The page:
You need to be a department, consultant, or vendor that clients can trust and feel safe being cyber-vulnerable around. Not everybody knows this stuff, even the basic stuff, and that is a fact painfully obvious to the criminals who constantly reap the rewards of this naiveté. We need to know this, accept it and make users feel normal for not knowing the basics because the fact is – most don’t. Siding with the user and against external threats is better than making enemies in both camps. That should be equally obvious.
Being a trusted advisor that anticipates their questions, understands their concerns and hits them at their level (whatever that may be) will do wonders for company-wide buy-in for security awareness trainings and other top-down programs. Remember, these are professionals in their fields, not ours.
Working with remote work
At the risk of overstating it, I’ll just put in my plug for remote work. The average network environment (thanks to that, cloud workloads, IoT devices and more) just isn’t what it used to be, and attackers have found all those little extra ways in. Employees (and management) can’t be in the dark about the risks they bring to an organization by bringing their own laptop, using their phone to log into Salesforce (yikes) or downloading unapproved apps in the spur of the moment. Those are reasonable security requirements which, once explained, might be easier for clients to adopt than they might anticipate. A few well-placed policies in the right areas, a few access controls and some additional employee training can tamp down bad behavior faster than you think. People know remote work is new, they expect some changes, and in a lot of ways they are looking for direction so get them before the new wears off.
The disappearance of the perimeter is a bit overstated, but since some claim we’re in the no-perimeter, zero-trust age, it shouldn’t be hard to get buy-in for security awareness programs that support this new normal. Zero-trust means zero-trust in network safety, in cloud workloads, in physical asset security and in access management. Companies will understand that, just as they understand the way we do business has changed. Why shouldn’t employees keep abreast of those changes? You can’t have complete network security without educating those on and behind and connected to the network. Just find a provider that fits your company, settle into those CIS requirements and tamp down on the problems causing over 80% of the breaches. I’d say that given how long we’ve been adjusting to this new digital work context, fresh employee security training is nowhere near overkill – it’s overdue.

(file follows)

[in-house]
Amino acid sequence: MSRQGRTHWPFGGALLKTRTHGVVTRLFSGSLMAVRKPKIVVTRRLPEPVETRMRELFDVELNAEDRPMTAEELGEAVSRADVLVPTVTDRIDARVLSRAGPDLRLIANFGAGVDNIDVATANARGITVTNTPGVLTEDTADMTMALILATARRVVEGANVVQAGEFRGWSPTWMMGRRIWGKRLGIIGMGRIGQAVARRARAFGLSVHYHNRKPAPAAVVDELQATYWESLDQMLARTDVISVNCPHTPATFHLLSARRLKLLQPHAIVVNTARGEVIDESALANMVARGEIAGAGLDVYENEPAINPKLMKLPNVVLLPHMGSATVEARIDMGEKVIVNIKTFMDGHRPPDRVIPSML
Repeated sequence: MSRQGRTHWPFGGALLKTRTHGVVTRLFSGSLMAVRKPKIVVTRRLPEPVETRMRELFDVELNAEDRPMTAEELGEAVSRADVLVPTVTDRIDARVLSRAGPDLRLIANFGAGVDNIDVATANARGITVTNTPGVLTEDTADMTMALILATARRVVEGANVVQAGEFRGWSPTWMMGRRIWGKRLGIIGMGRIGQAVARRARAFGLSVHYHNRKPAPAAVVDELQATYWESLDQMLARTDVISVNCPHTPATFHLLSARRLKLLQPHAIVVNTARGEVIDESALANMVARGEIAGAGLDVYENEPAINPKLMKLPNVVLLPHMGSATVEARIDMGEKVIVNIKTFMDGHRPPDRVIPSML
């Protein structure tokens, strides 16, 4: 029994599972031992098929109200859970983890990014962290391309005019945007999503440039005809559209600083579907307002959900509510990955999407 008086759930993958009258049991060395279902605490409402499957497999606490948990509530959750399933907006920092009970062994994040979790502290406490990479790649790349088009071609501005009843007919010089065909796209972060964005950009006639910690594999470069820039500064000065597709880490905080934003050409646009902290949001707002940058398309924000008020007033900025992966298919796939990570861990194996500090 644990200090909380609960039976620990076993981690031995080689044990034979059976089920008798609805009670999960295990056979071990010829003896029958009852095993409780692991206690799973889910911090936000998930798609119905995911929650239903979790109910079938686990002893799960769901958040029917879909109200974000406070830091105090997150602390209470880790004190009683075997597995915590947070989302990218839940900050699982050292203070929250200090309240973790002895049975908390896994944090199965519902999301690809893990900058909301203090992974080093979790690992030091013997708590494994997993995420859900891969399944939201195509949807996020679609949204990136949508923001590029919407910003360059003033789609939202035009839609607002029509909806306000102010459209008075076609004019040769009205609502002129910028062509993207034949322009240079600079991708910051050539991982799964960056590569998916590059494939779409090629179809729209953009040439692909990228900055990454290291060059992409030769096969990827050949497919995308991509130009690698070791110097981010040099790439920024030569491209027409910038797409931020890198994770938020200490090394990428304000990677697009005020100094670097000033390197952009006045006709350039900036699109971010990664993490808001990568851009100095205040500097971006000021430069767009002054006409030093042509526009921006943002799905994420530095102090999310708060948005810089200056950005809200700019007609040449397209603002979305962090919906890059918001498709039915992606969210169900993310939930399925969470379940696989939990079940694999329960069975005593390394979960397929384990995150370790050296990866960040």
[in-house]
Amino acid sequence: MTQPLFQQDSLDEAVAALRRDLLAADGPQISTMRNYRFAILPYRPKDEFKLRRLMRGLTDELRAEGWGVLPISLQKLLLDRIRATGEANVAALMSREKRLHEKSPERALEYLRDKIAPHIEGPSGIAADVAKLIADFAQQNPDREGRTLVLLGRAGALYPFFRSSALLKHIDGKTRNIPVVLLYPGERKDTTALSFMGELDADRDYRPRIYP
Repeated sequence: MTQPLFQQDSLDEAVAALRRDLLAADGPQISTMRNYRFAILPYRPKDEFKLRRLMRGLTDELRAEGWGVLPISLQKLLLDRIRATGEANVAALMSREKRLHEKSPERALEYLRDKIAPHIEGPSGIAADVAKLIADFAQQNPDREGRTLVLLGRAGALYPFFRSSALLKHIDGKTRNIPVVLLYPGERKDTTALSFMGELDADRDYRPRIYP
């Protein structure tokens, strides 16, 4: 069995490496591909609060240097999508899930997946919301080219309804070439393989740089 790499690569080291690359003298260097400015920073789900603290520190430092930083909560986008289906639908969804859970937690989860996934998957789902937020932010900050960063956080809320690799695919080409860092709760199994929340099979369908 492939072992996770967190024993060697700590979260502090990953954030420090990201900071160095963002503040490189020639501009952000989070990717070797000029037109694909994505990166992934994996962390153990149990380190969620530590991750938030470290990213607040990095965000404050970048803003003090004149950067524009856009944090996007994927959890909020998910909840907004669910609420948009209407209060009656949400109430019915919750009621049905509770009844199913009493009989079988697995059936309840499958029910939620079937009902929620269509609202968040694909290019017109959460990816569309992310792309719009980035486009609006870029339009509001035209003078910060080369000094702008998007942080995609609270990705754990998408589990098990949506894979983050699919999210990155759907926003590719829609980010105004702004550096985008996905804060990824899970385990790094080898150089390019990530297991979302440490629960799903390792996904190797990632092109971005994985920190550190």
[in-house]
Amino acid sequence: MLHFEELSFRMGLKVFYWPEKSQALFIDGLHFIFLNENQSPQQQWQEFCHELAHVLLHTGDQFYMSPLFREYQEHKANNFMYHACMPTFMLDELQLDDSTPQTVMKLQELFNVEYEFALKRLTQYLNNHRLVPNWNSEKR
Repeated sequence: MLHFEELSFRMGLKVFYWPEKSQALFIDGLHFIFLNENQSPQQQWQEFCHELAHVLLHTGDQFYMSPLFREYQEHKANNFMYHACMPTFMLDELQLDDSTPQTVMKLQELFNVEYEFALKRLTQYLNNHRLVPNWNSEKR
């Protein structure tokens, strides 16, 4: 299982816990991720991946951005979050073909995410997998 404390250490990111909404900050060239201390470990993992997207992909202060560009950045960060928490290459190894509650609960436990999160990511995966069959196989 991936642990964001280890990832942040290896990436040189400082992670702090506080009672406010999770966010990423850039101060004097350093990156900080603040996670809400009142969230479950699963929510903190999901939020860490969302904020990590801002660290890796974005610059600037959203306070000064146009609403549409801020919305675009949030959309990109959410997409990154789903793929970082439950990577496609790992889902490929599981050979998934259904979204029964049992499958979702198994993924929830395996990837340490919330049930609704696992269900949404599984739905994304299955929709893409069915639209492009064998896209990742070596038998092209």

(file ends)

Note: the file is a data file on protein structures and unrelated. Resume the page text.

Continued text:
Defend from within
And yet, we know it’s not a catch all. Zero-trust means zero, right? So that means that even if a baddie does dupe your best players and somehow skirts past your defenses, you need to be prepared to defend from within. You can integrate every available network security tool (and training implement) and still suffer a data breach. Do train your employees. Do implement CIS security controls. Do secure endpoints and BYODs and the door to your server room like your livelihood depended on it. But don’t stop there. Make sure your organization is strong on the inside to add just one more layer of security to protect your company’s private and sensitive data.